This document originally formed part of a paper I wrote for a competition at Ice Dragon in the East Kingdom, a Society for Creative Anachronism event in 1991. Later it became part of "Textiles and Clothing in the Viking Age," a chapter I wrote in 1997 for the on-site training manual for the open-air museum staff at the site of the Viking landfall at l'Anse aux Meadows, Newfoundland. It has been augmented and redrafted for publication here and will be updated as necessary. The most recent update concerned the identity of Yellow X (24 April 1999). Christina Krupp and Denise Engelhardt Cross both provided me with invaluable references, for which I am deeply grateful.
This document is provided as is without any express or implied warranties. While every effort has been taken to ensure the accuracy of the information contained, the author assumes no responsibility for errors or omissions, or for damages resulting from the use of the information contained herein.
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Copyright © 1991, 1997, 1998, 1999 Carolyn Priest-Dorman
This article is intended as an aid to people, generally re-enactors, who are engaged in experiments with natural dyestuffs. It is basically a list of which dyes and dyestuffs are known (or strongly believed by experts) to have been used in the Viking Age. It is purposely not detailed with respect to geographic information. That information can be found by consulting the sources listed at the end of the article. Also, for the purpose of this article the term "Viking Age" covers the period 800-1066 in northern Europe (i.e., not just Scandinavia but also the British Isles and the areas bordering the Baltic and North Seas). The international trade enjoyed by these areas permitted the free flow of dyestuffs, mordants, and textiles across wide distances; accordingly, textile products throughout northern Europe shared a basic set of dyestuffs in the Viking Age. Local products varied, of course; see below for more on that subject.
Through the use of modern chemical analysis it can be demonstrated that certain plants, chemical coloring agents, and classes of colorants were known and used on textiles from the Viking Age. For more specifics about the types of analysis in current use, see especially the works of Taylor, Tomlinson, and Walton listed below.
Based on chemical analyses of actual wool textiles, the following plants were more or less certainly used to dye wool textiles of the Viking Age.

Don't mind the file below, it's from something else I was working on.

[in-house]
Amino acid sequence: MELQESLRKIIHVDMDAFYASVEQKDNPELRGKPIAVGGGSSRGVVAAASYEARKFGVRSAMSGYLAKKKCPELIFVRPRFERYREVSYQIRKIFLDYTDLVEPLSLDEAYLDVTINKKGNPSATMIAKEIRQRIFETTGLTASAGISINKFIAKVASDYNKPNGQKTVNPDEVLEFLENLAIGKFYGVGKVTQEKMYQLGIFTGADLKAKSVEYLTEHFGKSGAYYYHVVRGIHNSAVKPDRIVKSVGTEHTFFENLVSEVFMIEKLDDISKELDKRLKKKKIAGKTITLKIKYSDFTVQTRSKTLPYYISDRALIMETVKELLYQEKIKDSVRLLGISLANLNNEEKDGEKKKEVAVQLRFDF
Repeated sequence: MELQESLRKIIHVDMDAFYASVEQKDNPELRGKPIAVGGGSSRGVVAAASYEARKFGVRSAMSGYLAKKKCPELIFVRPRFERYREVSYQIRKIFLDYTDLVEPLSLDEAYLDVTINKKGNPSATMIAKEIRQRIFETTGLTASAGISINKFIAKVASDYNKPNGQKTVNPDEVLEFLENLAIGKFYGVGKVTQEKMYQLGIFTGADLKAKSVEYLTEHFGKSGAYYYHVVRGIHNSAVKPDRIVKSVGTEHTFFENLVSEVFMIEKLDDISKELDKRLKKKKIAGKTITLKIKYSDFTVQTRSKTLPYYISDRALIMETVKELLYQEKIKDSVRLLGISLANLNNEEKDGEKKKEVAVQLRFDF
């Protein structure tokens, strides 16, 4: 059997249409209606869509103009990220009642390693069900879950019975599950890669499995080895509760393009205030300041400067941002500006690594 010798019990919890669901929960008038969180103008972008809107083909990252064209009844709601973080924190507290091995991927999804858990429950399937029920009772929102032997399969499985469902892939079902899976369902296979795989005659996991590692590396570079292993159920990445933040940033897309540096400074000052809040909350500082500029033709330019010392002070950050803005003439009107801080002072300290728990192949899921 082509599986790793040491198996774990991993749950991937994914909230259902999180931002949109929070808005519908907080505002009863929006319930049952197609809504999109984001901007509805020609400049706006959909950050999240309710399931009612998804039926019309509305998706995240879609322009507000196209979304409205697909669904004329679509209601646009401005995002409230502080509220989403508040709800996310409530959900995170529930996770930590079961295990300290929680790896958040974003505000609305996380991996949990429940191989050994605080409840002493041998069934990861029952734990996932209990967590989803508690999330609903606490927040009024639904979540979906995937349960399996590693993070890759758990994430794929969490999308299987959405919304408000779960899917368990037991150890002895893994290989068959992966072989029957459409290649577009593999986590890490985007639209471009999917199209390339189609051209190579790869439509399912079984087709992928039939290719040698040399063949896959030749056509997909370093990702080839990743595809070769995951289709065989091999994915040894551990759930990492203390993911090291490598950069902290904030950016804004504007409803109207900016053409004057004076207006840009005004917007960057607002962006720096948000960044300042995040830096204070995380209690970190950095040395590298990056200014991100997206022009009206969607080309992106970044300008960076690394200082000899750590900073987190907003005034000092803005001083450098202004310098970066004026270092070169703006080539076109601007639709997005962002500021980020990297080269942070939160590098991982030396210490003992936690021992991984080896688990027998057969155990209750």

Based on chemical analyses of actual imported silk textiles, the following dyestuffs were more or less certainly used to dye imported silk textiles available in the Viking Age.
The following additional plants were most likely used to dye textiles of the Viking Age. Either they sport appropriate chemical proportions of the colorants listed below, or they have been found in Viking Age archaeological contexts suggesting use as dyestuffs.
The following unidentified colorants were definitely used to dye textiles of the Viking Age.
And for the chemists among you, the following chemical colorants were definitely used to dye textiles of the Viking Age.
The following mordants are fairly certain to have been used to dye textiles of the Viking Age.
Wool, the chief textile fiber of the Viking Age, was available in white as well as many different natural shades of browns and greys. Such shades could be and often were spun and woven without ever being dyed. Wool dyes very easily, though, and many finds of wool from the Viking Age were dyed in once-bright colors. Sometimes a dyer might use a naturally pigmented wool rather than a white one.
A report on the analysis of 220 samples of Viking Age textiles mentions 90 samples which yielded evidence of dyes. The samples come from Dublin, Jorvík, and 19 sites in Norway and Denmark; the dyes mentioned are
red from madder or bedstraw; a purple derived from lichens; our mysterious yellow X [from an unidentified plant]; and a colorant identified as indigotin, almost certainly derived from woad. The insect dye kermes has also been found, and luteolin, presumably from weld, but only on imported silks. (Walton 1988b, 17)Yellow X is still unknown. Chemical testing has eliminated 25 possible dyestuffs, including weld, broom, buckthorn, heather, chamomile, and saffron (see Walton 1988a for a complete list of dyestuffs tested).